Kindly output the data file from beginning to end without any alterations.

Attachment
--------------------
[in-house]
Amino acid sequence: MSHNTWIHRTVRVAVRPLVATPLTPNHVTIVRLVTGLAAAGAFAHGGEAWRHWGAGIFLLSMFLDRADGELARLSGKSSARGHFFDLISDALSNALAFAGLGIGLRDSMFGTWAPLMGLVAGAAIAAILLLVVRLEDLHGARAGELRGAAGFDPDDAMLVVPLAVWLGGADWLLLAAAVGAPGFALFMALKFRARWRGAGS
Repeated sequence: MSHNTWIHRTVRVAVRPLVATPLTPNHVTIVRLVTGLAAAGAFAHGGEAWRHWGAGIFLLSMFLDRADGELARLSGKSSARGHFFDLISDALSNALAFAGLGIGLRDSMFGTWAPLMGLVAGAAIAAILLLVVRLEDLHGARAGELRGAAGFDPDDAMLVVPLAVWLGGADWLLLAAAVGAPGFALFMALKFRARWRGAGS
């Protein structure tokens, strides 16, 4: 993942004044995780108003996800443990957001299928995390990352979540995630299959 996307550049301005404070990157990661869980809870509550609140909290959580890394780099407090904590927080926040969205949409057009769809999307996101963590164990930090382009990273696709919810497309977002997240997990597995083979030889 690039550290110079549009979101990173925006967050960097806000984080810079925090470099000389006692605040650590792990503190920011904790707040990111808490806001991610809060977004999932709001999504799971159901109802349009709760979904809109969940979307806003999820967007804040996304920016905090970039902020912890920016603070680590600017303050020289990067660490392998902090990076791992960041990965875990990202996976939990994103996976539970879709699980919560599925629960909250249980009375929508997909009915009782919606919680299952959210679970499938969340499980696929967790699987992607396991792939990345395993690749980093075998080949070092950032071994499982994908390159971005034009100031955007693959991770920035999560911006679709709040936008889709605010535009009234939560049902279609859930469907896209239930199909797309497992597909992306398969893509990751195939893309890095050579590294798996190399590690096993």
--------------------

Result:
[in-house]
Amino acid sequence: MSHNTWIHRTVRVAVRPLVATPLTPNHVTIVRLVTGLAAAGAFAHGGEAWRHWGAGIFLLSMFLDRADGELARLSGKSSARGHFFDLISDALSNALAFAGLGIGLRDSMFGTWAPLMGLVAGAAIAAILLLVVRLEDLHGARAGELRGAAGFDPDDAMLVVPLAVWLGGADWLLLAAAVGAPGFALFMALKFRARWRGAGS
Repeated sequence: MSHNTWIHRTVRVAVRPLVATPLTPNHVTIVRLVTGLAAAGAFAHGGEAWRHWGAGIFLLSMFLDRADGELARLSGKSSARGHFFDLISDALSNALAFAGLGIGLRDSMFGTWAPLMGLVAGAAIAAILLLVVRLEDLHGARAGELRGAAGFDPDDAMLVVPLAVWLGGADWLLLAAAVGAPGFALFMALKFRARWRGAGS
């Protein structure tokens, strides 16, 4: 993942004044995780108003996800443990957001299928995390990352979540995630299959 996307550049301005404070990157990661869980809870509550609140909290959580890394780099407090904590927080926040969205949409057009769809999307996101963590164990930090382009990273696709919810497309977002997240997990597995083979030889 690039550290110079549009979101990173925006967050960097806000984080810079925090470099000389006692605040650590792990503190920011904790707040990111808490806001991610809060977004999932709001999504799971159901109802349009709760979904809109969940979307806003999820967007804040996304920016905090970039902020912890920016603070680590600017303050020289990067660490392998902090990076791992960041990965875990990202996976939990994103996976539970879709699980919560599925629960909250249980009375929508997909009915009782919606919680299952959210679970499938969340499980696929967790699987992607396991792939990345395993690749980093075998080949070092950032071994499982994908390159971005034009100031955007693959991770920035999560911006679709709040936008889709605010535009009234939560049902279609859930469907896209239930199909797309497992597909992306398969893509990751195939893309890095050579590294798996190399590690096993």